The peeled root is then sliced and diced. I did about ½” cubes. You can do smaller, but I wouldn’t recommend any larger. The ½” cubes worked well for my needs.These cubes of yucca root then need to be broken down. Even though I’m working in my kitchen at this point, I didn’t use a food processor or blender for this. We’re doing this for survival soap and I doubt that any of us keep a food processor in our bug out bags or survival kits. We need something that’s more on the order of what we’d use in such a situation.

DIY Wilderness Soap And Shampoo From This Plant

Figure 6 – Grinding the root

I used a Mexican molcajete, which is a traditional mortar and pestile. Rather than being made out of ceramic, they are usually made out of lava rock, which is very porous. Mine is made out of granite, which isn’t as porous, making it grind less, but is much easier to clean. Traditionally, the Mexicans use these for making salsa and guacamole.The root is hard enough that I found it necessary to beat it with the pestile, breaking it down, before grinding it. You want to get it as fine as you can, ending up with a fibrous mush. Actually, the finer you grind it, the more usable soap you’ll get out of it.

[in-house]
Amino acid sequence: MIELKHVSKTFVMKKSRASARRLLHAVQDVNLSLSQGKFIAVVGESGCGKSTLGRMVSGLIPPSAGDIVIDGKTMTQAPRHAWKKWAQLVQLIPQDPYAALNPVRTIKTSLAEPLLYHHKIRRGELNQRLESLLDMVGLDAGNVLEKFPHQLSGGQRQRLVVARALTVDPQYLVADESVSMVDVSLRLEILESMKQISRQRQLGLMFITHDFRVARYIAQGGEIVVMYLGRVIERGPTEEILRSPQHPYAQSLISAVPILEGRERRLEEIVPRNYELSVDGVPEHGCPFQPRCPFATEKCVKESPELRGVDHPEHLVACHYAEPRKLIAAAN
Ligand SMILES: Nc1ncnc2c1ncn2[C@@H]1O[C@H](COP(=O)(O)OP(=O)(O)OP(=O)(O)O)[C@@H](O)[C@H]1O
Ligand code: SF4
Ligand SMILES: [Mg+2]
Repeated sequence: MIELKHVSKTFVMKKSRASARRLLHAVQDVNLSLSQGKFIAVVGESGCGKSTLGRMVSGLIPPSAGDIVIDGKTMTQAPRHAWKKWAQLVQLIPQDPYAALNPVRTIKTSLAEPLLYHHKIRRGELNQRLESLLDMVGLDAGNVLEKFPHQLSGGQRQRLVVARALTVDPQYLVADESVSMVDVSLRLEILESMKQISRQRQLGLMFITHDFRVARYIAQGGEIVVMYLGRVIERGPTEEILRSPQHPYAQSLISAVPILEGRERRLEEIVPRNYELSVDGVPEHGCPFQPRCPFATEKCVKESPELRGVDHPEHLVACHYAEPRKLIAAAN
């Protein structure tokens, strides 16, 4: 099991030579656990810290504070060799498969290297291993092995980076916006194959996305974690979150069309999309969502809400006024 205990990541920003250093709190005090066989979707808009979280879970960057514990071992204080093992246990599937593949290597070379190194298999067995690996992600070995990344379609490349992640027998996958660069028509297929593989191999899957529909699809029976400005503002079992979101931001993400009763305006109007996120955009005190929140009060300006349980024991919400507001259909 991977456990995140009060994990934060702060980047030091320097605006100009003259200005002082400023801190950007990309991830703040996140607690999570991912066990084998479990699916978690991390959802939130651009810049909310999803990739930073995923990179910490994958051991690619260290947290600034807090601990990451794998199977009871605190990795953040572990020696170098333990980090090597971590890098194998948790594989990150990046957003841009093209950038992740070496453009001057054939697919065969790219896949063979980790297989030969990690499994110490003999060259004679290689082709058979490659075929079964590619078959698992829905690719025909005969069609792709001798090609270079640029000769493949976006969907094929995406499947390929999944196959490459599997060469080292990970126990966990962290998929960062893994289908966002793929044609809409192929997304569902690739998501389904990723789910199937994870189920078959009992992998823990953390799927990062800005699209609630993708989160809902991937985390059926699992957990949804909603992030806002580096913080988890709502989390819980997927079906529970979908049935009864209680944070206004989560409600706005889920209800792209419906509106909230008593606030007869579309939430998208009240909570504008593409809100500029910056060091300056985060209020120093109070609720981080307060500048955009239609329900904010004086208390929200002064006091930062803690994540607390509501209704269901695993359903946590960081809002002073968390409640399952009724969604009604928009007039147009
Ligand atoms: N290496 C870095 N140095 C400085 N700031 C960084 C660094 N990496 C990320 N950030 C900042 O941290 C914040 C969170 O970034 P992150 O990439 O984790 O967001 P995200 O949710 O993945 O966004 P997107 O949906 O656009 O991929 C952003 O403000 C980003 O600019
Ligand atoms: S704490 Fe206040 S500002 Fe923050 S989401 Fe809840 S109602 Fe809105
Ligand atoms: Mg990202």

The molcajete isn’t the only way you can grind up the yucca root for use. The same thing can be done with the type of grinding stone that the Indians used for grinding corn. However, I don’t happen to have one of those and it would have been expensive to buy. In the wild, I would look for a flat stone I could use to grind on, with a rounded rock out of a river or stream as my pestile.

Now the Soap

DIY Wilderness Soap And Shampoo From This Plant

Figure 7 – Extracting liquid soap

With the root thoroughly ground, you’re ready to extract the soap. All that’s needed it to take the ground root in your hands and squeeze it. The liquid that comes out is usable as soap or shampoo.

If you need to really scrub something, such as a greasy pan, you can use the ground up root as soap. In this case, the fiber in the root will act as a scouring pad, helping you to clean the surface.

But you’ll need to use a fair amount of pressure with it, so as to press the soap out of the fiber as you go.